Planetree, the Schwartz Center for Compassionate Healthcare and the Arnold P. Gold Foundation, three organizations with similar missions focused on compassionate, patient-centric humanistic healthcare, came together to explore creating a tool for the sector to evaluate the level of compassionate care being provided – the Compassionate Quotient (CQ) project. The SeaChange-Lodestar Fund supported the cost of a consultant to facilitate the exploration.
The Global Leadership Foundation exists to make available, discreetly and in confidence, the experience of former leaders to today’s national leaders. It does so through its network of members - former Presidents, Prime Ministers, senior government ministers and other distinguished leaders, drawn together by a desire to give something back to the world. Working in small teams, in their personal capacity, Members offer private and confidential advice to heads of government on any issues of concern to them. Jerry Hirsch serves on the International Board of the foundation and Lodestar has supported its activities.
Walden Theater operated a performing arts conservatory for middle and high school students, a small in-school performing arts program for elementary school students and a summer camp program in Louisville, Kentucky. Blue Apple Players, also based in Louisville, ran one of the largest in-school arts and education programs serving 25,000 pre-K and elementary school students each year. The two organizations had collaborated on programs for over a decade and shared many of their contracted artist staff. After having engaged in loose merger conversations for three years, the organizations merged, providing succession planning, a continuum of programs and substantial cost savings. The SeaChange-Lodestar Fund supported the merger.
The United Way of Greater Toronto is one of the largest United Way locations in the world and the dominant funder in the city. The United Way of York Region is the northern part of Toronto; an area which, while historically separate, is now fully connected to Toronto given the population growth in the metro area. Not only do the two agencies fund some of the same community organizations, the people they serve, as well as their donors and volunteers, live and work on both sides of the boundary that separates Toronto and York Region. A grant from The Lodestar Foundation to explore a merger of these two United Way offices was a natural next step.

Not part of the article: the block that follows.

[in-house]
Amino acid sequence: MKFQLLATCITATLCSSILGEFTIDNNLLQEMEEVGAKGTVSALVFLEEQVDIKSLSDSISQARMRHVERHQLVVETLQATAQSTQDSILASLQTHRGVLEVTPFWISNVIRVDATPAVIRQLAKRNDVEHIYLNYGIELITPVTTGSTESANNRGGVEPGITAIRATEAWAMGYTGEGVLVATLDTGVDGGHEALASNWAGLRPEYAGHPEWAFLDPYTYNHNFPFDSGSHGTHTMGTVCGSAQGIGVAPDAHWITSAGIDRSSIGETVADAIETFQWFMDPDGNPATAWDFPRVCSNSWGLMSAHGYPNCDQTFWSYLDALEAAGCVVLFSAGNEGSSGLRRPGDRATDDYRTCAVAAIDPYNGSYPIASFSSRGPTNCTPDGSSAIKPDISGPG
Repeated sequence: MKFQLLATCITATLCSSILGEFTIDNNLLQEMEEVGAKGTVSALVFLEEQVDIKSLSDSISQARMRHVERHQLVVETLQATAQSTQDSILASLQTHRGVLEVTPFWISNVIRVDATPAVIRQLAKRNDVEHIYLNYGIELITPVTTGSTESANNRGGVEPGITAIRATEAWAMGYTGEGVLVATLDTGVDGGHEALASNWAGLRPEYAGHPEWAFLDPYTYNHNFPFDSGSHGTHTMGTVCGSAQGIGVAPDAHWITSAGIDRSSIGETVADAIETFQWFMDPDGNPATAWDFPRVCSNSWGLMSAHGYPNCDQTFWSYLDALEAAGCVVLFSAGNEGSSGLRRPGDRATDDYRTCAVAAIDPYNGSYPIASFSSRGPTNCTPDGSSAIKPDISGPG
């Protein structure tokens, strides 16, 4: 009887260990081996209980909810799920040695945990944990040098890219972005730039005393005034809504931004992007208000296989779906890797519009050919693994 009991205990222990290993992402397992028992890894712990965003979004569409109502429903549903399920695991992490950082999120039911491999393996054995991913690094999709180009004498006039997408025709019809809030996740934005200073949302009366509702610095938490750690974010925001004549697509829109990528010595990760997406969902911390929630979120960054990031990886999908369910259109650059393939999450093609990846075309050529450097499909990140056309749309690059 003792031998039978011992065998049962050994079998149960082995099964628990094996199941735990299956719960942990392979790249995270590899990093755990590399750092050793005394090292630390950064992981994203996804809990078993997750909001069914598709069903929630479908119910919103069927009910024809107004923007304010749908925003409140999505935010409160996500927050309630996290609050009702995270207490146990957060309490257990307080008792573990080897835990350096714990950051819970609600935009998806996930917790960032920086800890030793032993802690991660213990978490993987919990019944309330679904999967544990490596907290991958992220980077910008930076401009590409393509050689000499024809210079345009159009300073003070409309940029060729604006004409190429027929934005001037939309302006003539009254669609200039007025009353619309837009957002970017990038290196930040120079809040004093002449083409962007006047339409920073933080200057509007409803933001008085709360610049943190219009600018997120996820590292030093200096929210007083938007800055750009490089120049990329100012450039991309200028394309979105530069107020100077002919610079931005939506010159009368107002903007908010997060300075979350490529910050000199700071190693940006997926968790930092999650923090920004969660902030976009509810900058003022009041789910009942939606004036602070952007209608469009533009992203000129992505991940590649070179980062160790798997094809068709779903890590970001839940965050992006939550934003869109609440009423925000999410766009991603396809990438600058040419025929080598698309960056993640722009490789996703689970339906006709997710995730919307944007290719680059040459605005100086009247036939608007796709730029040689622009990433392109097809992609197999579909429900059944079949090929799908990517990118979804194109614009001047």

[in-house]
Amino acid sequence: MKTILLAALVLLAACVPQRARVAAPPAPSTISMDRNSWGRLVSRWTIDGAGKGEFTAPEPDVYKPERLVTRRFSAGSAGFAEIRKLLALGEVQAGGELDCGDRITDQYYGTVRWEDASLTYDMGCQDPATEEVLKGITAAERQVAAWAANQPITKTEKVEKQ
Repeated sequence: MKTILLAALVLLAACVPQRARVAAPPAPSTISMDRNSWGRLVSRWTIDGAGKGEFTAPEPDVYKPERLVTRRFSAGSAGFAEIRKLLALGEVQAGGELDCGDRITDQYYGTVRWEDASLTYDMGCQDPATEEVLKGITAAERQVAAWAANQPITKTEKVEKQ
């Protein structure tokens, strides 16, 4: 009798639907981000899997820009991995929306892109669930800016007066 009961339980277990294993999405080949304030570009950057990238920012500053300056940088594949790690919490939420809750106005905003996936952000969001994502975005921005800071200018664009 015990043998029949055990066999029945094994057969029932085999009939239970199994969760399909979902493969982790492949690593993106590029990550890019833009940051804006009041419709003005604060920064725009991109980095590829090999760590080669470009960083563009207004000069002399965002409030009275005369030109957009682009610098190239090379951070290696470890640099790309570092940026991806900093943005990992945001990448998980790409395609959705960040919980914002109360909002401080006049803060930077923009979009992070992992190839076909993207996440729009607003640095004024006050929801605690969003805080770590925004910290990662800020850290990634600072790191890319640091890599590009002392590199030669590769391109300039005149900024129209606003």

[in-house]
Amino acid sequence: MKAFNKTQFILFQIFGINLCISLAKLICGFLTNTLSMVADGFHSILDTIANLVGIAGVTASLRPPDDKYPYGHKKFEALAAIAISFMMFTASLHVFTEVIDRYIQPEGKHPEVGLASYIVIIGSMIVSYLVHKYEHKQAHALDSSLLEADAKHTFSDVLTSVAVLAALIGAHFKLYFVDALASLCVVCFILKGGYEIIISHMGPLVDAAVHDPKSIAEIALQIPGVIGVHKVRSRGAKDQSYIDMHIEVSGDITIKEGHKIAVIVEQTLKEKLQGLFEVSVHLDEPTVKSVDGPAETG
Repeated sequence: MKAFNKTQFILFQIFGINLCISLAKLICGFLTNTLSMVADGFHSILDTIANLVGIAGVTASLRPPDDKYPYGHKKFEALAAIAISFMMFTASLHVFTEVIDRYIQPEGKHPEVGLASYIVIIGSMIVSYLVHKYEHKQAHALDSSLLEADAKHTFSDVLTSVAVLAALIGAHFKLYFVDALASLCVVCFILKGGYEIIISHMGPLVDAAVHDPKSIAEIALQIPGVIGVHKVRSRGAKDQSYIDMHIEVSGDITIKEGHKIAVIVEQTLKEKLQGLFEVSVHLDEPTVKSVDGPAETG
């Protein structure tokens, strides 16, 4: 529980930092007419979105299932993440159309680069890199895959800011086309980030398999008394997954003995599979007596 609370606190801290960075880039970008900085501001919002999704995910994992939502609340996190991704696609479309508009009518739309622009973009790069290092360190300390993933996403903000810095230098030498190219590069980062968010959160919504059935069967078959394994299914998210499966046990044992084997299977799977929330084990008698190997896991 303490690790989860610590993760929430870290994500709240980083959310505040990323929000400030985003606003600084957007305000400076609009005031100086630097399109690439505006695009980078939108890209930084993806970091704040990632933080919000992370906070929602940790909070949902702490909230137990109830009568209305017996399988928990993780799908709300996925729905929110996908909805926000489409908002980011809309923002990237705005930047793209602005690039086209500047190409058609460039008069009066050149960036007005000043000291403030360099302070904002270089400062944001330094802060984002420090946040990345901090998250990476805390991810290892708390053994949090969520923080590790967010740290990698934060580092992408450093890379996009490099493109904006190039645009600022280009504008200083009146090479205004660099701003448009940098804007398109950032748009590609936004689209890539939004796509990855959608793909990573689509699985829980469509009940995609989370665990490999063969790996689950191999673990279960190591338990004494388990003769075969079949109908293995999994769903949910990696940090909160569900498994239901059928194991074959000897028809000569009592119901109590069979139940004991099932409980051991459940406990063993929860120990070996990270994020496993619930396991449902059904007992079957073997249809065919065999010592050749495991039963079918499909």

Fair Trade USA is the certifier of "Fair Trade" products in the United States which indicates to consumers that the supply chain for a given product gives farmers fair prices and workers safe conditions. Social Accountability International (SAI) was founded to advance the human rights of workers around the world. As the two leading organizations in the business of certifying and training in the "goodness" of factories, supply chains, etc., they began discussion of a merger to resolve succession issues and to increase the impact achieved by both organizations. A grant was made by The SeaChange-Lodestar Fund for Nonprofit Collaboration to partially fund consulting fees associated with the merger.
Two Jewish disaster relief nonprofits, Jewish Disaster Response Corps (JDRC) and NECHAMA (which is the Hebrew word for comfort), helped Americans affected by natural disasters, especially those who are un- or underinsured. With complementary programs, they merged into a single, Jewish-affiliated organization for domestic disaster preparedness, response, and recovery, with capacity to mobilize communities to volunteer during all stages of disaster. The combined organization realized gains in operational efficiency, continuum of services and program quality, and market positioning. The SeaChange-Lodestar Fund for Nonprofit Collaboration provided partial funding for a consultant to assist with the merger.
Uniting Against Lung Cancer and Lung Cancer Research Foundation had a common mission: both organizations were dedicated to funding innovative lung cancer research toward finding a cure. Given their similarities in fundraising, and programs, they realized that a merger would enable both organizations to leverage their collective resources to have greater impact. A portion of the costs related to the merger was provided by The SeaChange-Lodestar Fund for Nonprofit Collaboration.